Through the late 1990’s a number of major pharmaceutical companies, including Merck and Pfizer, began to develop a new kind of pain relief drug. At the time, the only drugs available to deal with arthritis and other similar kinds of pain were drugs like aspirin or ibuprofen

Through the late 1990’s a number of major pharmaceutical companies, including Merck and Pfizer, began to develop a new kind of pain relief drug. At the time, the only drugs available to deal with arthritis and other similar kinds of pain were drugs like aspirin or ibuprofen. The problem with these drugs is that they had serious side-effects, including causing stomach problems such as ulcers and bleeding. Essentially these older drugs worked too indiscriminately by going after two enzymes in the body: one of these enzymes causes swelling and arthritis (COX-2), but the other one, COX-I, protects the lining of the stomach. Research was focused on finding a new drug which would attack the problematic enzyme (COX-2) without negatively affecting the beneficial properties of COX-I in protecting the stomach. The race was on to develop and patent a COX-2 inhibitor for pain relief.
By 1999, both Pfizer and Merck had independently developed separate but similar COX-2 inhibiting drugs, and had spent the millions of dollars necessary to fund the extensive serious clinical trials which had led to government approval in the U.S (and approval of the various equivalent bodies in nations around the globe, including Health Canada approval in Canada). In fact Pfizer was able to bring its COX-2 inhibitor, which it called “Celebrex” to market first. By this point, both companies had spent millions in developing their drugs, and both then began spending millions more in advertising the drug directly to the public.
(In Canada, advertising prescription drugs directly to the public is illegal; however, since Canadians watch American television broadcasts, they too see such advertisements.)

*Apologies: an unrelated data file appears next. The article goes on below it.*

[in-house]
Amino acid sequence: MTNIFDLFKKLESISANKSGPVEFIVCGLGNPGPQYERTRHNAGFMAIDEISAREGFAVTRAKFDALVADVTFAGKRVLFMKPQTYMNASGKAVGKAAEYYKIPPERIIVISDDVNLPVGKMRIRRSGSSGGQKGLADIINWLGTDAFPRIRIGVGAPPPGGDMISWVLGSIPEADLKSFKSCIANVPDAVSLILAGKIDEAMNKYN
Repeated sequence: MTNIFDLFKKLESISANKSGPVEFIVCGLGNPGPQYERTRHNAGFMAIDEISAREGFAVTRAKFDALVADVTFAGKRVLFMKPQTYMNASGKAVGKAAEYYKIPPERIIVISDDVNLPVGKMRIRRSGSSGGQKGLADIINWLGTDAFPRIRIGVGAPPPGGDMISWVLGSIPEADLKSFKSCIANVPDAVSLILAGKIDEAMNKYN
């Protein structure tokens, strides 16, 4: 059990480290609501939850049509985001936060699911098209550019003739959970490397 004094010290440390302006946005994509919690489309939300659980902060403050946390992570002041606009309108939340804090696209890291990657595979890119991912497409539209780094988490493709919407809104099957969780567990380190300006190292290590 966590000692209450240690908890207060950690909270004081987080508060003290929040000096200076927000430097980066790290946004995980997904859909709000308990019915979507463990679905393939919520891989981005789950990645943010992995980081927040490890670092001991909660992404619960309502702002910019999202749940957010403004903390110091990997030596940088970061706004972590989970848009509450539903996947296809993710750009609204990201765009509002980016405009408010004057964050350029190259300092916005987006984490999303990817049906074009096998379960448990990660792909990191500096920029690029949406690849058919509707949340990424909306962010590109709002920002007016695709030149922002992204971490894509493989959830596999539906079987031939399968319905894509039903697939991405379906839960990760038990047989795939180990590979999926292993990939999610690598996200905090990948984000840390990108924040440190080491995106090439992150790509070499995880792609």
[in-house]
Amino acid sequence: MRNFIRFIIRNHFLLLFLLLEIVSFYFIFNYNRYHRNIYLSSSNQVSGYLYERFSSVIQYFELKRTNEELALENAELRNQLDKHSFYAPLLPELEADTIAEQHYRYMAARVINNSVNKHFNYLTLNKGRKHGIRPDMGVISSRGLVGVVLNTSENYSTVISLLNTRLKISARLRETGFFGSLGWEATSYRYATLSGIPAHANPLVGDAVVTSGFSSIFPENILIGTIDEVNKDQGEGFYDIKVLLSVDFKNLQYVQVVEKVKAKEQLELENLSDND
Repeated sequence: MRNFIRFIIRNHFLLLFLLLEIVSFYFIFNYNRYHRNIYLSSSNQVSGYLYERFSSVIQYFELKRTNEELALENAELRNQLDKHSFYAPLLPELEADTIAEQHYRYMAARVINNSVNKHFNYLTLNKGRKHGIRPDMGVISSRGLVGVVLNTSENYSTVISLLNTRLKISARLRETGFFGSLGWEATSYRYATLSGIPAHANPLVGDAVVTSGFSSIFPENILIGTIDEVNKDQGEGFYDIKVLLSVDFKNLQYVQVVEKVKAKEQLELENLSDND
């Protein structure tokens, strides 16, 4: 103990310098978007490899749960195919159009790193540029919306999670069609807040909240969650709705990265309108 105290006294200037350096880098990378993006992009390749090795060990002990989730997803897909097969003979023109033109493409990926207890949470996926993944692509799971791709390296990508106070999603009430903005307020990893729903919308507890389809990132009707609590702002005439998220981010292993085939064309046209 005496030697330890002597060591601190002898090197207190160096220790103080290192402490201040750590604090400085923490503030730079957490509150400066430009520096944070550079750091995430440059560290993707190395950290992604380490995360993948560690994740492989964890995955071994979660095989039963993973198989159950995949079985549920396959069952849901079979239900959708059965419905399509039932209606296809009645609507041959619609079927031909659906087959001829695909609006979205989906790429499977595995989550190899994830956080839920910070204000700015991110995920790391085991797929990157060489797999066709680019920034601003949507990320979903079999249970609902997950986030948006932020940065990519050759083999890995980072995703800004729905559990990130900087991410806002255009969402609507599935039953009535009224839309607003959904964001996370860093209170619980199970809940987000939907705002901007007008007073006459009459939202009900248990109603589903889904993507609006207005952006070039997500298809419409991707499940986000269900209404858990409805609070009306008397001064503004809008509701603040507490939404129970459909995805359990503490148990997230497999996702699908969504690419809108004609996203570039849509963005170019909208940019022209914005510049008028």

Although Pfizer had an initial head start in marketing, both Merck’s Vioxx and Pfizer’s Celebrex, have subsequently sold extremely well since. In 2003, Vioxx sold US $ 2.5 billion world-wide, representing 11% of Merck’s revenue. Similarly Celebrex sold US $2.3 billion.
Between 1999 and 2003, both drugs had been subject to a number of Adverse Drug Reaction (ADRs) reports from physicians whose patients were using these COX-2 inhibitors. Many of the reports focused on increased risk of heart-attack. Merck funded studies of these side-effects from Vioxx. It’s September 2004 and you, R. Gilmartin, have just received the results of a study of long-term side effects, specifically increased risk of heart-attack, from Vioxx use. It seems that after 18 months of use, there is substantial increase in the risk of heart attack and stroke for Vioxx users, compared to a control group. Vioxx appears to have caused up to 140,000 additional
cases of serious heart disease in the U.S. alone, of which 44% were fatal. This gives you serious concern about continuing to market the drug. After all, there are other (older) therapies for arthritis-like pain such as aspirin, and patients may well be much better off with the more benign side effects of aspirin, such as risk of damage to the stomach lining, than they are with the side effects of the COX-2 inhibitors, which includes risk of heart attack and stroke.
One consideration is the nature of the study which showed Vioxx-users with increased risk. It could be possible to argue that the increased risk of heart attack and stroke is NOT caused by Vioxx, since the study was not carefully controlled for other factors such as high blood pressure, smoking and raised cholesterol. You have the option of repeating the study with more careful controls, and this could buy you at least another profitable 18 months with Vioxx on the market. However, your own conviction is that leaving Vioxx on the market would probably lead to more heart attacks and strokes among Vioxx users during those 18 months. However you also know that Vioxx has been a much more successful pain killer for millions of arthritis victims than any other alternative, and that taking Vioxx off the market will cause great additional suffering for these
individuals. In addition, the label on Vioxx already indicated that there was a slight cardiovascular (heart) risk in taking the
medication.
Another consideration is what Pfizer will do with Celebrex. Since the study in question was specific to Vioxx, Pfizer may take
the position that there’s no evidence that Celebrex leads to increased risk of heart attacks and strokes. If you take Vioxx off
the market, and Pfizer does not follow suit with Celebrex, Pfizer will likely gain windfall profits as many of your current
customers, switch to Celebrex. You know that these two COX-2 inhibiting drugs are very similar, and that it’s very likely
Celebrex will ultimately be shown to have exactly the same side effects as Vioxx.
What will be the rations choice decision? Which will be the bounded rational decision? Provide an overall moral
judgment based on your own personal opinion.

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